As higher education leaders and their CIOs, CTOs, and Technology Directors dive deeper into the conversation on Digital Transformation and Education 4.0, they are also learning how to incorporate the Digital Twins realm concept into their curricula. But, what is Digital Twins technology and how can it serve the university of the future?
A Digital Twin is a virtual representation of a real object or system which is updated from real-time data, uses machine learning, simulation, and reasoning to help decision-making. In other words, a Digital Twin creates a highly complex virtual model which is the exact replica of a physical thing.
Connected sensors on a smart campus can collect data in real-time. This data is used to create a map onto the virtual model, thus creating a Digital Twin of a campus. When you look at the Digital Twin, you can see crucial information about how the real campus is doing.
The applications for Digital Twin technology do not stop there. Students and faculty can benefit from using the technology as well.
Digital Twins in the classroom
Hybrid classrooms have become more and more common during the pandemic. Digital technologies have accelerated the transition into the university of the future. Digital Twins technology, one of the trending technologies related to Industry 4.0, helps faculty to create simulation models based on course requirements.
Digital Twin technology makes the ultimate immersive learning experience possible. By using a Digital Twin, students can learn highly engaging tasks which can be too dangerous, complex, or expensive for the classroom. Rather than hands-on laboratory dissection of a physical frog to learn animal science (going against animal rights) or having to wait for an available human cadaver in the health science lab, medical students can use the virtual twin of an animal or human organs, or even a complete human body for their study.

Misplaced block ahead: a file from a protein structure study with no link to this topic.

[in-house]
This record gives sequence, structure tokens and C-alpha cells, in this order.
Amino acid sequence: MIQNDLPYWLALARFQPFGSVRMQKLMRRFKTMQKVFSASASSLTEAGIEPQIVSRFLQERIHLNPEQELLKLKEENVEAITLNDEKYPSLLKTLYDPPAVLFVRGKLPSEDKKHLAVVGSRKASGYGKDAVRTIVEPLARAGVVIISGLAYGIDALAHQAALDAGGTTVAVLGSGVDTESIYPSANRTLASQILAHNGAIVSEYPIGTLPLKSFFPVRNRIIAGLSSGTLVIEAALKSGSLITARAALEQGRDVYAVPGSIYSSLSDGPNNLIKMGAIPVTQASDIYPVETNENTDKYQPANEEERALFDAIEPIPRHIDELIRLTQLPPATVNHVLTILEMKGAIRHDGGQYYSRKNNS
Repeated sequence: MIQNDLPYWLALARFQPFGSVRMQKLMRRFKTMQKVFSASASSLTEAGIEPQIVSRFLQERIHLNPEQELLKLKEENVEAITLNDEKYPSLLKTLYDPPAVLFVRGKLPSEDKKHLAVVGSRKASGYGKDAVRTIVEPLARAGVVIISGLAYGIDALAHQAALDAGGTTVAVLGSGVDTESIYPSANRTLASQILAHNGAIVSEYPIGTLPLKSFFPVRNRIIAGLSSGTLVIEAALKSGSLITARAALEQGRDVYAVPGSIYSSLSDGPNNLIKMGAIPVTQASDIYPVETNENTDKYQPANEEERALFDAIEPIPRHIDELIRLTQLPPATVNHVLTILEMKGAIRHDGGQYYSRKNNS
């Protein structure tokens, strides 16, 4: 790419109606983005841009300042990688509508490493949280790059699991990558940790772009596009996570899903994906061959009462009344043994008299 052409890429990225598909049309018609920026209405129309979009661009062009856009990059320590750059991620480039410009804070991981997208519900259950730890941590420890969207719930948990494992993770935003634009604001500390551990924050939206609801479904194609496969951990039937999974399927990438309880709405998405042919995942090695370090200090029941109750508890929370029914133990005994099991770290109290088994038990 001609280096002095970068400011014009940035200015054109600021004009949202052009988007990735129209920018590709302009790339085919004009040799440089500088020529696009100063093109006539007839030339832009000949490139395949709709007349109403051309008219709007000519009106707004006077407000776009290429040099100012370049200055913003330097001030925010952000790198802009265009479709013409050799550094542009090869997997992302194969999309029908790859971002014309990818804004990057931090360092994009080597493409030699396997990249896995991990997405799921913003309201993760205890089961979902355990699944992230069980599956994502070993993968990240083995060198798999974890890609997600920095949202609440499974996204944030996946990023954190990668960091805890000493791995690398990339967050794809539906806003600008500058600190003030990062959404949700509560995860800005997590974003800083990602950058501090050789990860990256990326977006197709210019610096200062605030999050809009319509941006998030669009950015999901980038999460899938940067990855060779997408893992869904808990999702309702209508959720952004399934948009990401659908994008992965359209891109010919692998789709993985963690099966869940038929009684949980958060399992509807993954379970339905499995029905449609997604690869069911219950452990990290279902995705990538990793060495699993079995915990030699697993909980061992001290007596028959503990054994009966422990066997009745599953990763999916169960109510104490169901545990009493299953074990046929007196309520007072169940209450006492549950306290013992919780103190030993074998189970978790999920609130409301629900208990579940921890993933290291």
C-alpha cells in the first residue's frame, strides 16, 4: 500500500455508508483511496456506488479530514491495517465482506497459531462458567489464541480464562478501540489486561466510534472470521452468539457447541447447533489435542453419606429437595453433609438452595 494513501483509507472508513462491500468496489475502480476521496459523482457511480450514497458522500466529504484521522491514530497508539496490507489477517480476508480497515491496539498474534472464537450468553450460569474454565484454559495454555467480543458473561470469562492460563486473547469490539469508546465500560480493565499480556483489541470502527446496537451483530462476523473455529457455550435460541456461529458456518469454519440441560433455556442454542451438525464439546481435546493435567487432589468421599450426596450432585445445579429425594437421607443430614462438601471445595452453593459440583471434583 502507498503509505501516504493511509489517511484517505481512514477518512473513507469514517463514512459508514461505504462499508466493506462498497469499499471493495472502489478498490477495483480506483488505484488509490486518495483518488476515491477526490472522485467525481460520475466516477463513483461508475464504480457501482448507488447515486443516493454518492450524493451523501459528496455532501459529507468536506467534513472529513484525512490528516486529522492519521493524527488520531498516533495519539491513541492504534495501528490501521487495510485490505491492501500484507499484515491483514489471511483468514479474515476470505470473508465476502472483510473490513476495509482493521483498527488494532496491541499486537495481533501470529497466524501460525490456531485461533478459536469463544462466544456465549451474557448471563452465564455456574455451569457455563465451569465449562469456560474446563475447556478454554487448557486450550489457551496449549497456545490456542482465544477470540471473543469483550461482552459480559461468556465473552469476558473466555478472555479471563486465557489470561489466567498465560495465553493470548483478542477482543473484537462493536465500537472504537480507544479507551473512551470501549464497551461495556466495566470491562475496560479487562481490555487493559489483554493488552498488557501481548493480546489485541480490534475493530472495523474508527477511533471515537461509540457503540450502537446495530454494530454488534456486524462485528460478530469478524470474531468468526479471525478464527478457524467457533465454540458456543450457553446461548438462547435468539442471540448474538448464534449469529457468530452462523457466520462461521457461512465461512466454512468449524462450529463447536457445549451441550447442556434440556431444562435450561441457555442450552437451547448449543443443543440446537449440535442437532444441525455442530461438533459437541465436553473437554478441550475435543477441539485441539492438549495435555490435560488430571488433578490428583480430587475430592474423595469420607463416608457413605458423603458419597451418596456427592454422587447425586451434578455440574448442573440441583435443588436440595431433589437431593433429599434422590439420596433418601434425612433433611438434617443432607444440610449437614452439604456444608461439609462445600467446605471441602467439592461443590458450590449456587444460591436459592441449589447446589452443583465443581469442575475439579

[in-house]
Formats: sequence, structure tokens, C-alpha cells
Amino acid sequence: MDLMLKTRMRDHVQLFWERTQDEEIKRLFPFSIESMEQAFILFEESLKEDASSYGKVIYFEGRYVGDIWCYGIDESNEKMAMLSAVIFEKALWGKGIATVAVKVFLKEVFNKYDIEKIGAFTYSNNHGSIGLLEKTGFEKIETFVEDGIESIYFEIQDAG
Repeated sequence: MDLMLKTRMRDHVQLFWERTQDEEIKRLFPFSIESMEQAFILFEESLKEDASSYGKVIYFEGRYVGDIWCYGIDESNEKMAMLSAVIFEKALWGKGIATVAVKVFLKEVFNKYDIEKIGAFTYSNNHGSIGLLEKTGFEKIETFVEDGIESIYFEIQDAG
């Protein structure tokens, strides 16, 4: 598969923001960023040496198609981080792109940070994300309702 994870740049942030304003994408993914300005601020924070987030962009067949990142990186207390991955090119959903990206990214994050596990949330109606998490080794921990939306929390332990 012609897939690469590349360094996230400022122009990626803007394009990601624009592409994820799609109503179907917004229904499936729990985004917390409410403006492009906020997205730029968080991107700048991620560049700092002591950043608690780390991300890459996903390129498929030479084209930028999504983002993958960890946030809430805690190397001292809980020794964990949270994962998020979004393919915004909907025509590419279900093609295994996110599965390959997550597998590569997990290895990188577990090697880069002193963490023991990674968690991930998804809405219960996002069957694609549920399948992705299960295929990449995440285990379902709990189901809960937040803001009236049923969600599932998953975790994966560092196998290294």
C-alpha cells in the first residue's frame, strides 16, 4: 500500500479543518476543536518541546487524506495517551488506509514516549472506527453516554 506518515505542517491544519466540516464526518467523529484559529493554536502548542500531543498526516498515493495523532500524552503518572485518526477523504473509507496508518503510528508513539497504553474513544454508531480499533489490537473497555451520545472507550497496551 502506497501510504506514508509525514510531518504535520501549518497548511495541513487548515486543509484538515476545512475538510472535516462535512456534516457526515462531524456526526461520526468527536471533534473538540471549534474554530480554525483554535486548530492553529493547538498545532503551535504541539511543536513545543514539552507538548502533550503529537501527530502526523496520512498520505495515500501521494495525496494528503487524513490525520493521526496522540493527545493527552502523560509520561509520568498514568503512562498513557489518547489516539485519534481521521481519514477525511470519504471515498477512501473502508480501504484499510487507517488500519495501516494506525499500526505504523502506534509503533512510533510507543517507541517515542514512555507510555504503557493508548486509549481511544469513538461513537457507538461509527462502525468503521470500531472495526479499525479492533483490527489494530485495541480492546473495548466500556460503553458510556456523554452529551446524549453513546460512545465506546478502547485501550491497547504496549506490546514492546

Virtual Twin technology supports personalized learning, since each student can use their own set of digital twin organs to learn and experiment at their own pace instead of sharing a physical human organ or cadaver with other students in the lab.
The complexity of chemistry or microbiology require students to be totally engaged. By using Digital Twins in an Augmented Reality (AR) or Virtual Reality (VR) simulated learning experience, faculty can achieve a maximum level of engagement helping each student learn abstract concepts in their unique way and much faster. By running simulations, students can better explore system behavior under different conditions, understand failure and develop understanding on system sensibilities as well as how changes in the system parameters and external disruptions make an impact on the results.
Some universities have already incorporated Digital Twin technology into their teaching curricula. Stanford University has applied Digital Twin technology to architecture, construction, and engineering in several projects. Copenhagen School of Marine Engineering and Technology Management has integrated Digital Twin content into their teaching curricula as they believe they are the reality of the industry.
Overall, the use of Digital Twin technology in higher education increases student motivation, facilitates and accelerates understanding, and improves the overall learning experience. In addition, industry encourages universities to incorporate pedagogical Digital Twins in automation to give students the initial understanding of tools and skills they will need in their future.
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